Within the world of graduate education and accreditation, we often use the language of “shared governance.” Two things here: first, I would suggest that there is wisdom here for how all organizations, including churches, function – that is, this is not merely an approach to governance that is particular to theological schools. And second, it is essential that we speak to what shared governance means but also, and just as quickly, what it does not mean.
On the first, the essential wisdom is captured in two perspectives First, that wisdom and leadership is never so focused on one person or agent or role for the very simple reason that no one person has all the wisdom we need so that the mission of the organization happens. We need many voices and perspectives, internal and external and we need the voices of those who we might typically think of or see as being at the margins. We need an approach to governance that does not assume that the president or senior pastor or whoever is the CEO has all the wisdom needed to lead. We need to hear from those who are at the heart of the mission [faculty in a university, or field workers of a development agency]; we need to hear from minority voices and from those whom this agency seeks to serve – the students in a university, the townspeople for a congregation. That is, shared governance speaks of the need for diversity of perspective that finds a way into the decision-making process of the organization.
And second, shared governance is also about accountability: thus, for example, the president of the United States is accountable to Congress; the Prime Minister of Canada to Parliament; the president of a school to the Board of Trustees.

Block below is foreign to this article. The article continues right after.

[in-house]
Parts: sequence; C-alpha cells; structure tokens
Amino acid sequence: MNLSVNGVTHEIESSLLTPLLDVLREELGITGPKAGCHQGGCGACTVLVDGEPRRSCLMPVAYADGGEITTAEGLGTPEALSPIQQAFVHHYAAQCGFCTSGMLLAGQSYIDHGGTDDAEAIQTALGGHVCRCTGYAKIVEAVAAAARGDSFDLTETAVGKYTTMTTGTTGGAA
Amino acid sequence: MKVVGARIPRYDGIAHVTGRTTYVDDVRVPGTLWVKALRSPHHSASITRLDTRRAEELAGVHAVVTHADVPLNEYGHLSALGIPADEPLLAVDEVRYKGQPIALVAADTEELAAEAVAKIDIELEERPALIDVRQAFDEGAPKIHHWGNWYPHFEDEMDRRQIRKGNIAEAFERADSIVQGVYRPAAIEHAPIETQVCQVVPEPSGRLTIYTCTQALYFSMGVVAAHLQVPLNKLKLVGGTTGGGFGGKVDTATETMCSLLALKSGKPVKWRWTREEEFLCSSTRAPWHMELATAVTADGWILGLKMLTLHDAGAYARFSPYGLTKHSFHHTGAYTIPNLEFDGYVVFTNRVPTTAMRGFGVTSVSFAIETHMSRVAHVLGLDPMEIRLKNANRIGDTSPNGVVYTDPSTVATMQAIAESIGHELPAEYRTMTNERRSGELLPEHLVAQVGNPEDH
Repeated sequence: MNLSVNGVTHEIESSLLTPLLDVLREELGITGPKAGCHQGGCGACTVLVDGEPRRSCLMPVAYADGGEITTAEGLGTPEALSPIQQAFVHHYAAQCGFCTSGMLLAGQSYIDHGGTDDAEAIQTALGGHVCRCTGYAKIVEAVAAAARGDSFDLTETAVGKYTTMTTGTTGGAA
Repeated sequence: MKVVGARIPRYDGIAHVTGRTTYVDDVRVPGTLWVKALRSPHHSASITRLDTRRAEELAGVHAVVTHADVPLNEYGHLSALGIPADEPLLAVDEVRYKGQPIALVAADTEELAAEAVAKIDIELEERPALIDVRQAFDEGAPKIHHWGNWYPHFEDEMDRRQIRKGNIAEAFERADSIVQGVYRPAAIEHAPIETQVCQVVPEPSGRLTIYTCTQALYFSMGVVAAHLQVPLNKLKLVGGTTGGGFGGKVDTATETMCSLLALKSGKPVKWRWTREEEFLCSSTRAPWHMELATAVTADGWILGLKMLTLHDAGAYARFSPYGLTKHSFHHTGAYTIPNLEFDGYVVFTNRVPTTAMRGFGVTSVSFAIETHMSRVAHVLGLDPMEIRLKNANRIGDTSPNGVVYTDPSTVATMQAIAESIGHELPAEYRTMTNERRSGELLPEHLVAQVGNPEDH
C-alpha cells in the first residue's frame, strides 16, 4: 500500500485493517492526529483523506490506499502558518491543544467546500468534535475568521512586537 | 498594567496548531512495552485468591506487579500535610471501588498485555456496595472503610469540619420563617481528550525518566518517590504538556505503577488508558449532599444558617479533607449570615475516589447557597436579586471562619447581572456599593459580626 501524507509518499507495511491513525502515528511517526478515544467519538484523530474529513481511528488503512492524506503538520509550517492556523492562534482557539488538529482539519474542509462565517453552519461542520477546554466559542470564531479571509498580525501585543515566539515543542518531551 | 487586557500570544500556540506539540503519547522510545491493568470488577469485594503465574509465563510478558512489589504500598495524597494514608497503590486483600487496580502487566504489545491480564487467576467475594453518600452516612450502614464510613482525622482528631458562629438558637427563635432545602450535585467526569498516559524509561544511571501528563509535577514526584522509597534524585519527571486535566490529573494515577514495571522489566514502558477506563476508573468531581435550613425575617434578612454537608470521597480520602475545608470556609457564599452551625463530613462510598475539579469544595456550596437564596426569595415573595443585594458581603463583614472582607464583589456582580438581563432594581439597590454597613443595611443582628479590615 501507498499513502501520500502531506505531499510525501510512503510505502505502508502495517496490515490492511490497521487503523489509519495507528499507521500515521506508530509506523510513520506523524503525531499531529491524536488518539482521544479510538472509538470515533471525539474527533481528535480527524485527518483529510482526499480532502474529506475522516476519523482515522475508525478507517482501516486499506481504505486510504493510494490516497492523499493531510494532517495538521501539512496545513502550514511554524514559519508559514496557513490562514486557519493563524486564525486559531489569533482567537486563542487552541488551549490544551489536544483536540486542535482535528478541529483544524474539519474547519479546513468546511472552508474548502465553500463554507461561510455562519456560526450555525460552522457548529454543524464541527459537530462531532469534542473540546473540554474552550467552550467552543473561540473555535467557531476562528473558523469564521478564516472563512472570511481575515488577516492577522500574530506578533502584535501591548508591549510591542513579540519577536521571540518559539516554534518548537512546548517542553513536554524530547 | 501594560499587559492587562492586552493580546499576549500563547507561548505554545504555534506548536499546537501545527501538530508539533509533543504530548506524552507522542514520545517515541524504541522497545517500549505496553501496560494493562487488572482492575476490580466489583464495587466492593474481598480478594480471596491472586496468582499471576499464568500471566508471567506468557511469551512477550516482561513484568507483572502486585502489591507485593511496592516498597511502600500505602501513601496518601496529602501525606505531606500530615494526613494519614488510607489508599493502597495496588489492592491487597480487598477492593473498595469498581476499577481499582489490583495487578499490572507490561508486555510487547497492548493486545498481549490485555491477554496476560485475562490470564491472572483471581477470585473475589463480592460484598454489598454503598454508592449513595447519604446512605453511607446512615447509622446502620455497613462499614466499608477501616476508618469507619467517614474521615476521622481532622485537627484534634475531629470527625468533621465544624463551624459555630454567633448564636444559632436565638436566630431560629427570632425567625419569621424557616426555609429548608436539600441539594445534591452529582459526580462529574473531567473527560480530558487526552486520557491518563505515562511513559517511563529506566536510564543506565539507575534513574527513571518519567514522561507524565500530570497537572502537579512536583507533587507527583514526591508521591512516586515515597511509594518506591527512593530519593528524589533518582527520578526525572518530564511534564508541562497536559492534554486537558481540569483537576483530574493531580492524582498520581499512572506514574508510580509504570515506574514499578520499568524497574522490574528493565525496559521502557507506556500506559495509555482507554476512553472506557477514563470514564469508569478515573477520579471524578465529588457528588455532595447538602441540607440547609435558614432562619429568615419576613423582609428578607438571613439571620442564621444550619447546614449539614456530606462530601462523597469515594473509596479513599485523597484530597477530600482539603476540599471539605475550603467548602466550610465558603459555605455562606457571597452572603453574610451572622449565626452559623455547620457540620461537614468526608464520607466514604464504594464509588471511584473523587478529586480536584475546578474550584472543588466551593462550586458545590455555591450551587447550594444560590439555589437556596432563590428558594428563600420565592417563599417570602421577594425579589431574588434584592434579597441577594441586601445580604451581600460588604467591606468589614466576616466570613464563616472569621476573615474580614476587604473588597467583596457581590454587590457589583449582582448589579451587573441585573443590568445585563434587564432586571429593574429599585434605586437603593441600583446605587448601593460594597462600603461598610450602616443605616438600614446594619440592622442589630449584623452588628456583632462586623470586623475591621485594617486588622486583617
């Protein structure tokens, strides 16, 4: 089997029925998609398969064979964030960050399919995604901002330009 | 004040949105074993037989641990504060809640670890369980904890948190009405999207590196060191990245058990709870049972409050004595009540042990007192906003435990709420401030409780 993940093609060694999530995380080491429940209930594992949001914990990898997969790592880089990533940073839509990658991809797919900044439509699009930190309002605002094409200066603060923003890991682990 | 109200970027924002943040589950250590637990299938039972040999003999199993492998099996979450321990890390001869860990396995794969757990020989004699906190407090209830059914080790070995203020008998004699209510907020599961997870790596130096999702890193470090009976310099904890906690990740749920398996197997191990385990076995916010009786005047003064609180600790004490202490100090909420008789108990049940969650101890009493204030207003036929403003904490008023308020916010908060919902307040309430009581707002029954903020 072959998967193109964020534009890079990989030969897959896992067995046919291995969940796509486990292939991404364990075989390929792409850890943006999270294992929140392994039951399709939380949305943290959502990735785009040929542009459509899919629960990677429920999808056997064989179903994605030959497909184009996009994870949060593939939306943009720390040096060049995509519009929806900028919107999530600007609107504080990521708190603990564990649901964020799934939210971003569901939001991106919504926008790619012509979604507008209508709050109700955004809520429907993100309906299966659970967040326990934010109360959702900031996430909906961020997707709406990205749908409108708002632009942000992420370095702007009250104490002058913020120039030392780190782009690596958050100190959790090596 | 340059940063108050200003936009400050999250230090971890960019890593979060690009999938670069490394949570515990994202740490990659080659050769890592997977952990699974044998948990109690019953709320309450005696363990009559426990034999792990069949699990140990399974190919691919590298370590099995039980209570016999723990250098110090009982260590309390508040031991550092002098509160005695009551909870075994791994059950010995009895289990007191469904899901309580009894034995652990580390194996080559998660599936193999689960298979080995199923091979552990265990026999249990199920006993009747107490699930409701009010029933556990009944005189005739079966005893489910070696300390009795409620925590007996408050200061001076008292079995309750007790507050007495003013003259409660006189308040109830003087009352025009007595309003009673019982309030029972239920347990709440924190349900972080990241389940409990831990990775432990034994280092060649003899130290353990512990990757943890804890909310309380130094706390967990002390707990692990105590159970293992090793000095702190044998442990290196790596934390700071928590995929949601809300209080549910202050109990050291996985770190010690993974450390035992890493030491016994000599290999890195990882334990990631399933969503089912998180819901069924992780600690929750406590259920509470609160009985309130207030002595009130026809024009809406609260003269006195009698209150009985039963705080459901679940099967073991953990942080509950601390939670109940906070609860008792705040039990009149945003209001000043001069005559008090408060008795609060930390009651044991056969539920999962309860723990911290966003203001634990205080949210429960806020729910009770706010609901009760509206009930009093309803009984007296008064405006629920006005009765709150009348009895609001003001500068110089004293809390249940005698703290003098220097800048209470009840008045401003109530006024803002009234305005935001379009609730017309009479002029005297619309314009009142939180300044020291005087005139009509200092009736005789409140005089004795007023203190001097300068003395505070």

But then, to speak to what it does mean and does not mean. It is so often assumed that “shared governance” means that everyone is equally involved in the governance and has not only voice but vote and, indeed, veto power in that we are all “sharing” in this process. The consequence, of course, is that there is no leadership and only the most vocal or insistent then actually in effect “lead.” Rather, shared governance is about acknowledging and respecting the voice of and the perspective of at least three distinct agencies.
For a typical non-profit, this would mean recognizing the role of (1) the board – who function as a board and not as management; (2) the leadership who are appointed to provide essential management; and (3) a third entity that necessarily has a voice and role in the process: the faculty of a theological school or the Annual General Meeting for a local church. In a school, the board is distinct from the leadership which is then in turn distinct form the faculty. Each has a role to play but they must necessarily respect the integrity and authority of the other. And it all only works if there is genuinely empowered leadership – the president or senior pastor who leads with formal and intentional accountability to the board but is still able to lead while attentive to the “voice” of the faculty [and for a local church leader, I would just substitute “congregation” for faculty].
The genius of an effective institution is that we are able to find the sweet spot between these three – and leverage both voice and vote, influence and authority, so that the mission of the organization happens.